By Jac Morrison
Home is an anomaly in my life, one that I am not entirely comfortable with. Home is white panels, blue shutters, green grass and a mailbox that spells out a surname that is not my own.
My father does not look like me. He is black eyes and black hair and fingers stained with motor oil calloused deep into his fingerprints. I am blonde hair and blue eyes and hands that tremble in synchronicity with my voice. We are not the same.
Daddy, if you're reading this, I'm sorry.
I know now that love is not defined through blood or last names or the family dinners that always left me feeling out of place. But often the love I received from my father was amok with insecurity. I am a stepchild. A stepchild. A child that does not carry my father's genetics. An outsider by marriage.
My father has 3 children that carry his name. They are beautiful, each owning facial features derived from both of our parents. Our parents. Does that make sense? They are ours. Ours as in mine and theirs. Mine and theirs.
Mine. Theirs. Ours.
My mother reminds me he loves me more often than she expresses her own affection. She never has to remind my sister of his love. She knows his love the way only a daughter could. I am not familiar with that feeling.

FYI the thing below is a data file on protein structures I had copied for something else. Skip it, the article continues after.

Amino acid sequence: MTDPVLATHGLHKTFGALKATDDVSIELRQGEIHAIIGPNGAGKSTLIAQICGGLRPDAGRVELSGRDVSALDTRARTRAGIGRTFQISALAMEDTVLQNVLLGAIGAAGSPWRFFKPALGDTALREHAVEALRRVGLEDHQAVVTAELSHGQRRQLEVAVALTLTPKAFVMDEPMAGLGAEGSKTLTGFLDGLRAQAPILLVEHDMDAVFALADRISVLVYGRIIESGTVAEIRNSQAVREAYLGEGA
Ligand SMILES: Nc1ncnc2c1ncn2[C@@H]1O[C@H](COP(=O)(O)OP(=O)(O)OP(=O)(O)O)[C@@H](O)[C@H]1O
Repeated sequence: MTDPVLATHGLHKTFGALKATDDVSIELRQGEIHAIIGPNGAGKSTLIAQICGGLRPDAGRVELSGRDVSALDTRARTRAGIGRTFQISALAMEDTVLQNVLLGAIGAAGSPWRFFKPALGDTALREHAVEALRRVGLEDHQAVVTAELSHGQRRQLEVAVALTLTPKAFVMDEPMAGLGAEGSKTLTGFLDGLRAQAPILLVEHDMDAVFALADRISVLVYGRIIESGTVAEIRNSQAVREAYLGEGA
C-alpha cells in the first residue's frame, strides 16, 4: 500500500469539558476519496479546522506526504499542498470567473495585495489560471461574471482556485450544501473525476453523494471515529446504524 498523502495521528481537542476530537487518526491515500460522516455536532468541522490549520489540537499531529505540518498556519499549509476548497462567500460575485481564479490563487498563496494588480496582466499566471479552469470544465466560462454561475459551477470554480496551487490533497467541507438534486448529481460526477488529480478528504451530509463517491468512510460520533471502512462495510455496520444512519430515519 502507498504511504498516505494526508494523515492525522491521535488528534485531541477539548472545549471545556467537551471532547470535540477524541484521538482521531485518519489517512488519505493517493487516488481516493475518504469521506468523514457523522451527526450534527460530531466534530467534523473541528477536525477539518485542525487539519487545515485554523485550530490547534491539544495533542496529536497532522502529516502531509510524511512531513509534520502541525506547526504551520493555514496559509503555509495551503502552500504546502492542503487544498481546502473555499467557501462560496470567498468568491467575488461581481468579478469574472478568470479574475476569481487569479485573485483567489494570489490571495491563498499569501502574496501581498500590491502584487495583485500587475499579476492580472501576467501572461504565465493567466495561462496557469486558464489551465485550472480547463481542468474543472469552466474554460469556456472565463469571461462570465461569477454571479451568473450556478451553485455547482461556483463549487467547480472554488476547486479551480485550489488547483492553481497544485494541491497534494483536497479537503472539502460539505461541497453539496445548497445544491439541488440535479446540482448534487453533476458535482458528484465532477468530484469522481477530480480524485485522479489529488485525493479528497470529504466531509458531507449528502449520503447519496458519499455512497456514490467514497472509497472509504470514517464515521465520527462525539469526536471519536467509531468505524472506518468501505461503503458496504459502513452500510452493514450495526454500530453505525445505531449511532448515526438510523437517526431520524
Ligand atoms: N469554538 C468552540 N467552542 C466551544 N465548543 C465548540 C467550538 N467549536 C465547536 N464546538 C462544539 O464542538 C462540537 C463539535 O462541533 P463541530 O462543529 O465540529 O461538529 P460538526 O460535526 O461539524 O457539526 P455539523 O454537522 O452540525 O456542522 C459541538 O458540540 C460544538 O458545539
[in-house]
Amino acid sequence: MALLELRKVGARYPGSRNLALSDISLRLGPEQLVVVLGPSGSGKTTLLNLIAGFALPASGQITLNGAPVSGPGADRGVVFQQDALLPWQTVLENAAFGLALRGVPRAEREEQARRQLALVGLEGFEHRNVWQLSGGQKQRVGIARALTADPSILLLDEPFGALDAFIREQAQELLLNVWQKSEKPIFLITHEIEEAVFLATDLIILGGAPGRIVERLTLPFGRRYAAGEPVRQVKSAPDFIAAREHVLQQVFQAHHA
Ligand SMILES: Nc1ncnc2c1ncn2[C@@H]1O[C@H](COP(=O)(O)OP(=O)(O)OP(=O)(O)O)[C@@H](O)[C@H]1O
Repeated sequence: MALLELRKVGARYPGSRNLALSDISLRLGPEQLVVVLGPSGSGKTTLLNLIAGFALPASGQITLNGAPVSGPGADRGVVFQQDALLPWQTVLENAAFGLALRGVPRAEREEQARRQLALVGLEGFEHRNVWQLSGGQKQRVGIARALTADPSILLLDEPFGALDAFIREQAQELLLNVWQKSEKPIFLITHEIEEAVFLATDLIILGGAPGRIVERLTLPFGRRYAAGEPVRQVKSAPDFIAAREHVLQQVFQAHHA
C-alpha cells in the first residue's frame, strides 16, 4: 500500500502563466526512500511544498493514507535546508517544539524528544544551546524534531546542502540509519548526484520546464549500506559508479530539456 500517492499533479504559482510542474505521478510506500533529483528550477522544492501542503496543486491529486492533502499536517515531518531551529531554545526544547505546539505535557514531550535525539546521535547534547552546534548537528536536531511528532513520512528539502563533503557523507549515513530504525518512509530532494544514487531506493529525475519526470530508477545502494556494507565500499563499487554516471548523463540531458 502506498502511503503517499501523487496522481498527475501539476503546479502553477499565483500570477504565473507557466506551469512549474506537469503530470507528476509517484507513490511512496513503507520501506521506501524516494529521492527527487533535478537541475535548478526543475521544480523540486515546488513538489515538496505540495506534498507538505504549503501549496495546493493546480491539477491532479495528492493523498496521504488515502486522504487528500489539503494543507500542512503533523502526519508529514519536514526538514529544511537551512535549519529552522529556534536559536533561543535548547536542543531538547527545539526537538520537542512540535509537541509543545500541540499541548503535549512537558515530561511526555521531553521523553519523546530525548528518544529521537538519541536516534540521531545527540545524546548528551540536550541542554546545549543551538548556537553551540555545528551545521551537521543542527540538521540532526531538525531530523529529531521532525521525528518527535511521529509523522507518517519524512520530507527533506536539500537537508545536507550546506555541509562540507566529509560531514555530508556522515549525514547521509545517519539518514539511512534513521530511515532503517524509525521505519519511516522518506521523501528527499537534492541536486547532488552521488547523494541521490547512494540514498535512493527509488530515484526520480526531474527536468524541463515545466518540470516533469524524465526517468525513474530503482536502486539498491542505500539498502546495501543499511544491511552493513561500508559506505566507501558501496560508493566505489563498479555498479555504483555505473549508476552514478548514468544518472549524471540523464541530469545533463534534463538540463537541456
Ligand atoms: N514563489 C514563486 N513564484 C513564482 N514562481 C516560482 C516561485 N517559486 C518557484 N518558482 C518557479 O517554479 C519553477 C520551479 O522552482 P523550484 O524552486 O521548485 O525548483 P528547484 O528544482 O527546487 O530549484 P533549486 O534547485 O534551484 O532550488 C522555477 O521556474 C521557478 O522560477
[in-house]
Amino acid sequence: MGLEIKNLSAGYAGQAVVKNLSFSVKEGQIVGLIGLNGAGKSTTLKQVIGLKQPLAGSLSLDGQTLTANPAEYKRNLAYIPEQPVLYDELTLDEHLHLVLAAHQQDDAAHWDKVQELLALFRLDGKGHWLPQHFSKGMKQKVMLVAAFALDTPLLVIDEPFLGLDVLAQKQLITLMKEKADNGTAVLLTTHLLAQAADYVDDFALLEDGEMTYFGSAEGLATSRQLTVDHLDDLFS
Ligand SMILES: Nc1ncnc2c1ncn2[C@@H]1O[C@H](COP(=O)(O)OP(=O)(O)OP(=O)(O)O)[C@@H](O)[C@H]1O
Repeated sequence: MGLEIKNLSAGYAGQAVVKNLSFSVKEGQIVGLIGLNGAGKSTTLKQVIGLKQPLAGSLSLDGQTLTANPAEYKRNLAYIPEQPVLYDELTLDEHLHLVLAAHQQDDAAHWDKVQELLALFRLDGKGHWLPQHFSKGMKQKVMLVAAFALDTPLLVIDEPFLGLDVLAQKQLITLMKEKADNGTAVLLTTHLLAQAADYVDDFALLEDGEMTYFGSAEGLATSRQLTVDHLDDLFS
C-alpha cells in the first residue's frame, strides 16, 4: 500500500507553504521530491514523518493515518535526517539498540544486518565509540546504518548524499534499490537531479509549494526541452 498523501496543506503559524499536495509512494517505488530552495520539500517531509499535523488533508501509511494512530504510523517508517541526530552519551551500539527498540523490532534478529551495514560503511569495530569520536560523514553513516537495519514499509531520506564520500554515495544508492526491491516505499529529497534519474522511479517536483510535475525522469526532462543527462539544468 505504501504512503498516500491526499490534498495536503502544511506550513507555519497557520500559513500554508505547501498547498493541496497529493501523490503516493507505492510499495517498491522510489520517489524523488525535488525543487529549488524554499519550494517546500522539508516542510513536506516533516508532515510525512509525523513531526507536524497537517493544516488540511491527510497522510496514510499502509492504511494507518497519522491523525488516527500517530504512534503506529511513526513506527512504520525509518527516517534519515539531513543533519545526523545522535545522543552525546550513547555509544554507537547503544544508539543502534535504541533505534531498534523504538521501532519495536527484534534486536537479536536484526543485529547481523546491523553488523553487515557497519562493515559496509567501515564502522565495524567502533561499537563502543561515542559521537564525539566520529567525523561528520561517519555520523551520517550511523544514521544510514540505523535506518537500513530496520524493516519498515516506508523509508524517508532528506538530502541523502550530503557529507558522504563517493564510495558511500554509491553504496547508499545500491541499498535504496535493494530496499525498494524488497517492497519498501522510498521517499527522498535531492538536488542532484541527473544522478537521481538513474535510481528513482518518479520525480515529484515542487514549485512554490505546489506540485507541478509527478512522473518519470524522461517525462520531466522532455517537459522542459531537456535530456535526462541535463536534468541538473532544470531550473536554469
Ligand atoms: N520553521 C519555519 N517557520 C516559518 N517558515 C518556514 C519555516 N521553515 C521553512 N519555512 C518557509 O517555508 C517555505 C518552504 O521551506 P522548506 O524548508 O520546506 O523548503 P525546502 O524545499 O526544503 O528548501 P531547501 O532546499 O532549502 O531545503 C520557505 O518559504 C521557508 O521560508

I have been angry and envious of the love that comes so naturally for my siblings more often than I care to admit. I have sat at the dinner table with my family, our hands latched together in prayer and even then felt a distance from them. Sat lonely in my room listening to the happy laughter of my family below sharing parts of their day. Felt my stomach drop when strangers told my sister she was definitely her father's daughter. Her father. Hers.
These thoughts wreaked havoc on my childhood. Made myself a stranger in my home. Feelings created by evil step parent tropes, Cinderella and my biological father only calling to remind me that Michael was not my father.
He was wrong.
I have never called my father by his first name. He has always been my daddy. He earned that name through his determination to give unconditional love even when I would not accept it.
I am grateful for my father. I do not have his eyes or his hair or his hands -- but I have his strength, his determination, his loyalty. I inherited his humor. Listened to his vocal inflections and made them my own. I may not have come from his seed, but he is the water and the sunlight and the soil that helped me to grow.
Daddy, if you're reading this, I love you.
Photo Courtesy of Jac Morrison